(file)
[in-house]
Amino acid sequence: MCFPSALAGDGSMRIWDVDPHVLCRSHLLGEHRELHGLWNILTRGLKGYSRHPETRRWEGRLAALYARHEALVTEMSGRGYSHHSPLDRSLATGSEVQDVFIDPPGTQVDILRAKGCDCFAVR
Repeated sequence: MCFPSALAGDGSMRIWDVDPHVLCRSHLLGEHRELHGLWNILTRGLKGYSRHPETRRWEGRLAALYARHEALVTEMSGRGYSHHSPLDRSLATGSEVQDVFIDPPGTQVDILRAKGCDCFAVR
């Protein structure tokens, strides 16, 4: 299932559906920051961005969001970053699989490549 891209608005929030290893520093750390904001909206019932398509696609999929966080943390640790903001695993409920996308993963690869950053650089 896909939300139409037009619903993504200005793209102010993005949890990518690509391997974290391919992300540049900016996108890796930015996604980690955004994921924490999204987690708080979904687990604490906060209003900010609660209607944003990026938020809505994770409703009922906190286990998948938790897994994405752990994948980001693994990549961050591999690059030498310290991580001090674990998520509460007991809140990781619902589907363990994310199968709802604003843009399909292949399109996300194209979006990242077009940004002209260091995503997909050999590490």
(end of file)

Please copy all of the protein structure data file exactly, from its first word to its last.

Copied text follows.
[in-house]
Amino acid sequence: MCFPSALAGDGSMRIWDVDPHVLCRSHLLGEHRELHGLWNILTRGLKGYSRHPETRRWEGRLAALYARHEALVTEMSGRGYSHHSPLDRSLATGSEVQDVFIDPPGTQVDILRAKGCDCFAVR
Repeated sequence: MCFPSALAGDGSMRIWDVDPHVLCRSHLLGEHRELHGLWNILTRGLKGYSRHPETRRWEGRLAALYARHEALVTEMSGRGYSHHSPLDRSLATGSEVQDVFIDPPGTQVDILRAKGCDCFAVR
């Protein structure tokens, strides 16, 4: 299932559906920051961005969001970053699989490549 891209608005929030290893520093750390904001909206019932398509696609999929966080943390640790903001695993409920996308993963690869950053650089 896909939300139409037009619903993504200005793209102010993005949890990518690509391997974290391919992300540049900016996108890796930015996604980690955004994921924490999204987690708080979904687990604490906060209003900010609660209607944003990026938020809505994770409703009922906190286990998948938790897994994405752990994948980001693994990549961050591999690059030498310290991580001090674990998520509460007991809140990781619902589907363990994310199968709802604003843009399909292949399109996300194209979006990242077009940004002209260091995503997909050999590490």